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Tuesday, December 14, 2010

Are exams about testing or can they be about learning?

Using individual as well as group exams in two classes this semester has taught me that exams can be about more than just regurgitating facts.

Research has shown that the use of group exams in college classes has three positive outcomes: group work promotes deeper understanding of the material; groups outperform individuals; and group tests are less stressful.

I could spend a lot of time on the first positive outcome, 'promotes deeper understanding,' and how its my belief that deeper understanding and the integration of learning into the brain is really what teaching and learning is all about for me. But I'll spare you.

Rather, I want to share the additional positive outcomes I have seen in the two classes where I have introduced individual plus group exams. First, students show up and stay in the class. If you think that's not important, just look at statistics regarding retention, and talk to college instructors on attendance rates. It's a really, really big deal!

The second additional positive outcome is that students are much more engaged and open with each other in those classes. Even more than in classes where we do a lot of group/team activities - there seems to be something about sharing the anxiety and the pressure and the success of an exam that deepens the bonding.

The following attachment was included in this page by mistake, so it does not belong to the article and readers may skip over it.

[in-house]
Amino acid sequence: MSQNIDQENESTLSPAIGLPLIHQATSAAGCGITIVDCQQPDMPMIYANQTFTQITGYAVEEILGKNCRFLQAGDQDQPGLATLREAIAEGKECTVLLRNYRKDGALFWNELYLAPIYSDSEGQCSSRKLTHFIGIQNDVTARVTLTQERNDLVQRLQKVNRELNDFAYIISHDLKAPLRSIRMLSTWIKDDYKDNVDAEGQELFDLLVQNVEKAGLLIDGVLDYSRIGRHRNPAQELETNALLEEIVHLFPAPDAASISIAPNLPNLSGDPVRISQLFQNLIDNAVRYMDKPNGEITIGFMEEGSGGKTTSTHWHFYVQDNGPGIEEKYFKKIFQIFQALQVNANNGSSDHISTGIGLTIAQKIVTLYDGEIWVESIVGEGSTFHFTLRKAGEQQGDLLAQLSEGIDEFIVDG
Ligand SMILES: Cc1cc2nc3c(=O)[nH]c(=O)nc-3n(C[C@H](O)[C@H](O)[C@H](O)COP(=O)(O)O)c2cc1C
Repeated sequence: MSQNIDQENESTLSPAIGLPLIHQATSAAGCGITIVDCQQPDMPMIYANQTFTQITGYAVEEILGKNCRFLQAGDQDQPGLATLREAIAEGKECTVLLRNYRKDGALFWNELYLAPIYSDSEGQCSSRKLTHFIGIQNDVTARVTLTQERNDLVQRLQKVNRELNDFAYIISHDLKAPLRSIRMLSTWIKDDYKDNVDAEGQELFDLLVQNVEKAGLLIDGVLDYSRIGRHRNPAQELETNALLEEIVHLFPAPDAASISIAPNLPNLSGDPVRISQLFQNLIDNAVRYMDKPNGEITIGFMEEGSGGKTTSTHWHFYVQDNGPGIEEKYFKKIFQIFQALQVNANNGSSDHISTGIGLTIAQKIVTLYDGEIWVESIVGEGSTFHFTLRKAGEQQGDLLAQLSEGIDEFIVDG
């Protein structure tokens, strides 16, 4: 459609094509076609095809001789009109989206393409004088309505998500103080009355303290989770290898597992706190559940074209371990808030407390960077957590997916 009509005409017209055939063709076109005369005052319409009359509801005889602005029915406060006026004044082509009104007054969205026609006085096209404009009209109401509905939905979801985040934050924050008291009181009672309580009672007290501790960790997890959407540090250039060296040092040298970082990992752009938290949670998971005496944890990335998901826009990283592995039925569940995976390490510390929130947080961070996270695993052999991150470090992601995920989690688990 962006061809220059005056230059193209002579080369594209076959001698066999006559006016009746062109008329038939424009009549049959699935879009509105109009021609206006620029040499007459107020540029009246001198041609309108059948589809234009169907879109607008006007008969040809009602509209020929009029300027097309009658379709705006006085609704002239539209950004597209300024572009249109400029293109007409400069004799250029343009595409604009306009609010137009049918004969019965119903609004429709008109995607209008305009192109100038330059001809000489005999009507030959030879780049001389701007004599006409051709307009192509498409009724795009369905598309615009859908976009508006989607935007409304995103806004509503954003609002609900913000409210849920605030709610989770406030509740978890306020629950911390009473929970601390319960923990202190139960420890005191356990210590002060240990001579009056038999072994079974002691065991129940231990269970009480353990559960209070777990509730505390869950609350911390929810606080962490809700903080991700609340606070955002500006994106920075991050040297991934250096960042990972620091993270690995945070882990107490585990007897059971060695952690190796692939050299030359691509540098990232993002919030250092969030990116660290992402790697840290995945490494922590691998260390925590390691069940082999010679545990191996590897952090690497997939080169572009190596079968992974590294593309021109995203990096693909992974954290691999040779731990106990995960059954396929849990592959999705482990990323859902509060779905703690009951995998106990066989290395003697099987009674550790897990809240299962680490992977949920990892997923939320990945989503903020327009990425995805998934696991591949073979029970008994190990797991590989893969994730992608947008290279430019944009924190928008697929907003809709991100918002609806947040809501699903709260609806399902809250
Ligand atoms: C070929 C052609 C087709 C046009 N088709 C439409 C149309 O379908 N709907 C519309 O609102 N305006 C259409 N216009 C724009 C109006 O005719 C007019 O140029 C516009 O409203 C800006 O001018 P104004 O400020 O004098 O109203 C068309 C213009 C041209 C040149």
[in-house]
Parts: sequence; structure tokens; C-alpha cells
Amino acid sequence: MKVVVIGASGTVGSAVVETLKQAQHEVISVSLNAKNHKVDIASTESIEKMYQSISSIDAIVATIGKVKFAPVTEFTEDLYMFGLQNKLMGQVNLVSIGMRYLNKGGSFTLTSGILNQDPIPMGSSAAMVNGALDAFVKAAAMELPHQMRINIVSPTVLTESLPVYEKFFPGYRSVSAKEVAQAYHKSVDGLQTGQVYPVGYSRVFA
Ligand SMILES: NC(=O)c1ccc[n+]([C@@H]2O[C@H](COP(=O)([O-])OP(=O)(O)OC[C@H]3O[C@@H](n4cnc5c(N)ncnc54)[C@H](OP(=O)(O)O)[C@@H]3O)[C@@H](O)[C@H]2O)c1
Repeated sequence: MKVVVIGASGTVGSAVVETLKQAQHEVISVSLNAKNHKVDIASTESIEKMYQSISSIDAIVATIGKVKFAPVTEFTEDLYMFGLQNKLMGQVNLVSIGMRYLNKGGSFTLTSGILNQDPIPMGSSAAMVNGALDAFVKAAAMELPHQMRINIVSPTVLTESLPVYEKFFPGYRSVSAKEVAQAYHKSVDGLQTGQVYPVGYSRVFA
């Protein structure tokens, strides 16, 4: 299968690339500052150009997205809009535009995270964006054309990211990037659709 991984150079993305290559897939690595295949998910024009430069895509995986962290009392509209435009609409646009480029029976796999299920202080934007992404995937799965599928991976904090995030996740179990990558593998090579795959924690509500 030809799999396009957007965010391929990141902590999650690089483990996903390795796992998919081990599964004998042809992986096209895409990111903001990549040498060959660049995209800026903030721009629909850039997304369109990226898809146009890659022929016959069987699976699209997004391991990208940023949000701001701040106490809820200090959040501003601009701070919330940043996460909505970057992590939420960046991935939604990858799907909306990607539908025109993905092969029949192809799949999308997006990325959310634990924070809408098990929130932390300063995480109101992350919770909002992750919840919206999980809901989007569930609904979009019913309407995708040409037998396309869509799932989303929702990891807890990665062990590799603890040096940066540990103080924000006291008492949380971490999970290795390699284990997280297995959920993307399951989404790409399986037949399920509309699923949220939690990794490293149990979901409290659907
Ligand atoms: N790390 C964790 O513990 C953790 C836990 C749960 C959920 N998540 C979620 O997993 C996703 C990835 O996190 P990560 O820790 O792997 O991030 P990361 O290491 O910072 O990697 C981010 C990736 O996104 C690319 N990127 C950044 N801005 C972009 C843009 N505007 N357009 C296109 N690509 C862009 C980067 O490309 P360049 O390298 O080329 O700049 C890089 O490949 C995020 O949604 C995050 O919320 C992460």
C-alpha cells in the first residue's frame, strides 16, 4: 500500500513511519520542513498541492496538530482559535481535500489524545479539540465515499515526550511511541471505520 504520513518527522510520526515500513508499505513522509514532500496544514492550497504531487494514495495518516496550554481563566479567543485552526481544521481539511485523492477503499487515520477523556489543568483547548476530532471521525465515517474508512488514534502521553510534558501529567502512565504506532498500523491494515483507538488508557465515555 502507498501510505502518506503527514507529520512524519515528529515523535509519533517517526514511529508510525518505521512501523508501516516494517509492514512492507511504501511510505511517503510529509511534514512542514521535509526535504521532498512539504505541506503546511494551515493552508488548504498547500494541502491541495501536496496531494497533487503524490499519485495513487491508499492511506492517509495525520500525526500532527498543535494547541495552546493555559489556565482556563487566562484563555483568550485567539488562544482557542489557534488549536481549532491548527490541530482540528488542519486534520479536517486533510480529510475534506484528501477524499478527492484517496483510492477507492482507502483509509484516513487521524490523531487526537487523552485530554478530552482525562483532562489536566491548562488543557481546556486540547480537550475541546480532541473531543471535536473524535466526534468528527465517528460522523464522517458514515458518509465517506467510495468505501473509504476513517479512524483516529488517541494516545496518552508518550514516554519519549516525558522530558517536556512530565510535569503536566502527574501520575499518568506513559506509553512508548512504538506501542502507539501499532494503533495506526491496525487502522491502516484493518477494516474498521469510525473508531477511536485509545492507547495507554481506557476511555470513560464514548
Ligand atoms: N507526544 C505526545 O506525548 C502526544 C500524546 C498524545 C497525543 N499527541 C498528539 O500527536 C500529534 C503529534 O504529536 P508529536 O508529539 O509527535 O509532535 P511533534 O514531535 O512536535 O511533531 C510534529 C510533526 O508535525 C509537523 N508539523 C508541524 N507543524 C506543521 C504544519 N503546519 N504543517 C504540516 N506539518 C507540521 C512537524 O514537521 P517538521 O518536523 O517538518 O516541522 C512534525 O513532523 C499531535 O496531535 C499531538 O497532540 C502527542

Just one example: before the final exam in one of the classes, one student brought 'good luck' necklaces for the team members. They all wore them proudly during and after the exam, and even stayed on after everybody else had left. They talked about how they didn't want the class to end. When have you heard that the last time from a student?

I will try to implement individual and group exams more, and will continue to watch for the impact it has on student success and learning. But, equally important to me, I will watch for retention and engagement in those classes.

Millennials live and learn differently. It is our job as college instructors to provide an environment where they can learn and be successful.

Change, the only constant!

Sunday, November 21, 2010

Whistling Vivaldi - should community college teachers care about stereotype threat?

Is stereotype threat just one more thing to worry about, or is it just one more thing to not worry about in the community college classroom?

Claude Steele defines stereotype threat as the pressure one experiences in a challenging academic setting as a member of a group - woman, black, Asian, old, etc. - because one's performance could confirm a bad view of that group and of oneself, as a member of that group. (p. 59)


For example, a woman in an advanced college math class knows that she could be seen as limited because, stereotypically, men are perceived as being better at math than women. So, her performance in that math class puts that extra pressure on her: she is not only performing to achieve her own goals, but also to proof or disproof something about the whole of women studying math.